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Wisdom Won from IllnessReview - Wisdom Won from Illness
Essays in Philosophy and Psychoanalysis
by Jonathan Lear
Harvard University Press, 2017
Review by Gregory A. Trotter
Oct 13th 2017 (Volume 21, Issue 41)

Jonathan Lear has done more than most to draw out the philosophical implications and import of psychoanalysis. In much of his work at the intersection of philosophy and psychoanalysis, Lear focuses on the practical, moral dimension of psychoanalytic theory and practice. He poses basic but far-reaching questions like: How does psychoanalysis work? What would it mean to affect psychical change? What are the conditions in which such a change can occur? This practical focus stems from both his experience as a clinician as well as from his vast knowledge of psychoanalytic and philosophic literature. The focus on the practical and ethical implications of psychoanalysis continues in his most recent volume, Wisdom Won from Illness: Essays in Philosophy and Psychoanalysis. Indeed, he highlights this emphasis when he writes, "However greatly psychoanalysis has contributed to our theoretical understanding of the human mind, in its essence it is a contribution to practical knowledge: it aims to intervene in human life at certain junctures in order to help people live better lives" (177).

The book consists in large part of previously published essays (only the introduction and the thirteenth chapter have not been published before). From one perspective, then, it may appear as simply a repetition of things already said, wisdom already won, and therefore offering the reader little in the way of fresh insights to be gained (at least for those of us who have followed his work). However, from another vantage, Wisdom Won from Illness presents the reader with a text that allows him/her to "work through" the problems that Lear has been addressing for many years. In short, I believe there is value in this repetition. Given the range of the chapters, I will not be able to address every aspect of Lear's philosophically rich book. Rather, I would like to focus on what I see as the primary theme of the work, namely, how to bring about psychical change.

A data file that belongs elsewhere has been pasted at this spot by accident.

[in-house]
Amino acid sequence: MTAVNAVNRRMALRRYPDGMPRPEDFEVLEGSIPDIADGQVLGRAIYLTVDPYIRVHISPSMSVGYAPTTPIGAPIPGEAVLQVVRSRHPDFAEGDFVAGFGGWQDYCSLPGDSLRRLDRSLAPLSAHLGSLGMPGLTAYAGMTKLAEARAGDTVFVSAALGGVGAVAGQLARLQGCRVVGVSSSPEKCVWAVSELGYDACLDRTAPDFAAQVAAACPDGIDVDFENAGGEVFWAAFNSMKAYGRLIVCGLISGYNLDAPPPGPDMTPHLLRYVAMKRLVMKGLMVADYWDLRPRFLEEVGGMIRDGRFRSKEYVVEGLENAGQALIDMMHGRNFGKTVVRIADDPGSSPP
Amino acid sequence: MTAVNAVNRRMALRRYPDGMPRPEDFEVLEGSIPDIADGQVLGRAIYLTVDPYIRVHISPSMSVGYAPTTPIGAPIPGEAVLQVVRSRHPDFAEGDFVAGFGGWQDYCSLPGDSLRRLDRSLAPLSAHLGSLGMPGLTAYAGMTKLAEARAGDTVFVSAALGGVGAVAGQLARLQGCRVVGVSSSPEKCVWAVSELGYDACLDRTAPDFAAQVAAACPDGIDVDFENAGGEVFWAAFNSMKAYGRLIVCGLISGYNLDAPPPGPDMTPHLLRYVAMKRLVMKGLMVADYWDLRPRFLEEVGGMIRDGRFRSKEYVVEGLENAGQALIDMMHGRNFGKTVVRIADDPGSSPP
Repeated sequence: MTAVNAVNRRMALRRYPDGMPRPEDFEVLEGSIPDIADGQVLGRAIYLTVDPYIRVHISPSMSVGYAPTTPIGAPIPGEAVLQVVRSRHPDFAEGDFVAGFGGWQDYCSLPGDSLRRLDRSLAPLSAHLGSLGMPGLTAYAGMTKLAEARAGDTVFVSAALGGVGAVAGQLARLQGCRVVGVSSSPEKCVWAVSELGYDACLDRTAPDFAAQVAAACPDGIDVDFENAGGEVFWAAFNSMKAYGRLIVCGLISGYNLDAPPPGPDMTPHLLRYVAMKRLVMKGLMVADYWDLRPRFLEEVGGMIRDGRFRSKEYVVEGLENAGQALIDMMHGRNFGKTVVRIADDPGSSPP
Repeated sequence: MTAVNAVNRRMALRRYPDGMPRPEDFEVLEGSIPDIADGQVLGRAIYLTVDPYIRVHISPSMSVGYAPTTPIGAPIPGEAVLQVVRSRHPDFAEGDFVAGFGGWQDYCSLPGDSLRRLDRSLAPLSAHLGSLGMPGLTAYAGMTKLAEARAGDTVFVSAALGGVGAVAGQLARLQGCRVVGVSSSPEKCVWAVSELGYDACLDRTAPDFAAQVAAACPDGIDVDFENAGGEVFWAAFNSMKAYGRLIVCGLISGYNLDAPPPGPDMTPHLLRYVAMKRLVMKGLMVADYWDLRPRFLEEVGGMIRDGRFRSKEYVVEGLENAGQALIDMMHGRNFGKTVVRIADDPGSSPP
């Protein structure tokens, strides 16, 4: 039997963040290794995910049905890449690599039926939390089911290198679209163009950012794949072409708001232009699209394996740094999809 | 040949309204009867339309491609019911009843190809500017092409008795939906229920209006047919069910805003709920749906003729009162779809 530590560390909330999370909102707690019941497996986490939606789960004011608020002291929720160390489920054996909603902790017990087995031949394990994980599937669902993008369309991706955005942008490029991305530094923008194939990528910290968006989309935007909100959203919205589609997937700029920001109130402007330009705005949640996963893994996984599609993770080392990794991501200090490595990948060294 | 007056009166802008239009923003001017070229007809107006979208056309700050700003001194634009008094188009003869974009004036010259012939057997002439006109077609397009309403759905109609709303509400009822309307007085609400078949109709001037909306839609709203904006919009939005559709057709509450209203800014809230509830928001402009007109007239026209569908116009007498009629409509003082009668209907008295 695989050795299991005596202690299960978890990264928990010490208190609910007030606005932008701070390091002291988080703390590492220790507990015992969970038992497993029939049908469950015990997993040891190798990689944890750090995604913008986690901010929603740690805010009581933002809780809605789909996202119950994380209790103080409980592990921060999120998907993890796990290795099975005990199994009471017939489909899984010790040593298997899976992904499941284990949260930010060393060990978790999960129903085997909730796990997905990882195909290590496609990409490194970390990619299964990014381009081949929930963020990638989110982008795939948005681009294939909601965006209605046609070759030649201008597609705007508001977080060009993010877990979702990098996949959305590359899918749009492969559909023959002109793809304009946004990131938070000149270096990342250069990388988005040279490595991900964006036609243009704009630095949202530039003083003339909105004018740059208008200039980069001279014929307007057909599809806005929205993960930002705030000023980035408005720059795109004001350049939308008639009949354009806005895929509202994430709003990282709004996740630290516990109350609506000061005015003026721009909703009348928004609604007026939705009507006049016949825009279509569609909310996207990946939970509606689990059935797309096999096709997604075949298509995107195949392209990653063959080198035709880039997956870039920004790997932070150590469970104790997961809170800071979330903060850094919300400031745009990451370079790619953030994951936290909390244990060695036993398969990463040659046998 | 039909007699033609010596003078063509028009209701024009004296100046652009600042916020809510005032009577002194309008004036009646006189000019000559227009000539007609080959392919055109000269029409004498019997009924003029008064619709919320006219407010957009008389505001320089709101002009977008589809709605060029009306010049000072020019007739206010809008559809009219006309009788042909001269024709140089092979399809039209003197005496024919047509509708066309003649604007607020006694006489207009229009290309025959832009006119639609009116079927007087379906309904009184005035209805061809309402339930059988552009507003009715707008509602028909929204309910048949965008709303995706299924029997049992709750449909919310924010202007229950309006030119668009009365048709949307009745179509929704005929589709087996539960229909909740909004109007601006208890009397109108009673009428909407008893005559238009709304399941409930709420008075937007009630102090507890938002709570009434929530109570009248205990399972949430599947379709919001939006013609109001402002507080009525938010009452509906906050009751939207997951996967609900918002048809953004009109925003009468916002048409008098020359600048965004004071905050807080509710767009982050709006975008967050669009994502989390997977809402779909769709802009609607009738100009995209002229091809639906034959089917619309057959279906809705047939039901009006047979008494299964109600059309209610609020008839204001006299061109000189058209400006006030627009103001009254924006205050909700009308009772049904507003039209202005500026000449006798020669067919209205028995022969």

Wisdom Won from Illness is marked by a strange structural feature.In addition to offering within a single volume a number of journal articles and book chapters initially published in other, disparate venues, Lear frequently juxtaposes chapters that address virtually the same question. Thus, the book is a repetition of previously published material, and, within the very book itself, ideas and questions are repeated, sometimes verbatim. For example, chapter one is concerned with "incorporating an unconscious, nonrational part of the soul" into one's conscious understanding of oneself (25). The very title of chapter two, "Integrating the Nonrational Soul," indicates that it will take up the same theme. Indeed, the second chapter addresses its topic with a similar set of philosophical and psychoanalytic resources, with both chapters appealing to the Aristotelian notion of practical wisdom (phronesis) and a similar clinical case history. This practice continues in other parts of the book. Chapters three and four, for instance, both consider the cultural losses inflicted upon the Crow Nation. These chapters powerfully elaborate what it might mean to lose one's very way of life, to lose the very concepts through which one understands the world. Individually, these chapters make for challenging and enlightening reading. But, why place chapters together that, in some cases, are structured almost identically? Is Lear merely trying to incorporate as much of his work as possible into a single volume? Is this merely an effort to pad the number of pages? I think not. Rather, the very organization of Lear's text is intended to serve a practical purpose, one which demonstrates crucial insights delivered by psychoanalysis.

In Freud's famous paper "Remembering, Repeating, and Working Through,"—a paper that Lear identifies in numerous places as being perhaps Freud's most important text—he elaborates the process of psychoanalytic work. Patients often find themselves on analyst's couches because they are stuck in repetitive patterns of thought and behavior. They may continually sabotage their relationships or employment opportunities. What they do not know and what psychoanalysis will show them is that their psyches have become ossified, stuck in time, repeatedly attempting to realize desires that have been with them much of their lives. Freud referred to this repetitive form of thinking as repetition compulsion. Human beings carry their pasts along with them and often unknowingly attempt to reenact them. This can develop into a neurosis and prevent people from living what they regard as a good life. The psychoanalytic process is intended to allow analysands to "work through" their neuroses and traumas. By allowing the individual to relive their past within the context of the analytic setting, what was once unknowingly repeated and acted out can be remembered and integrated into the individual's psyche.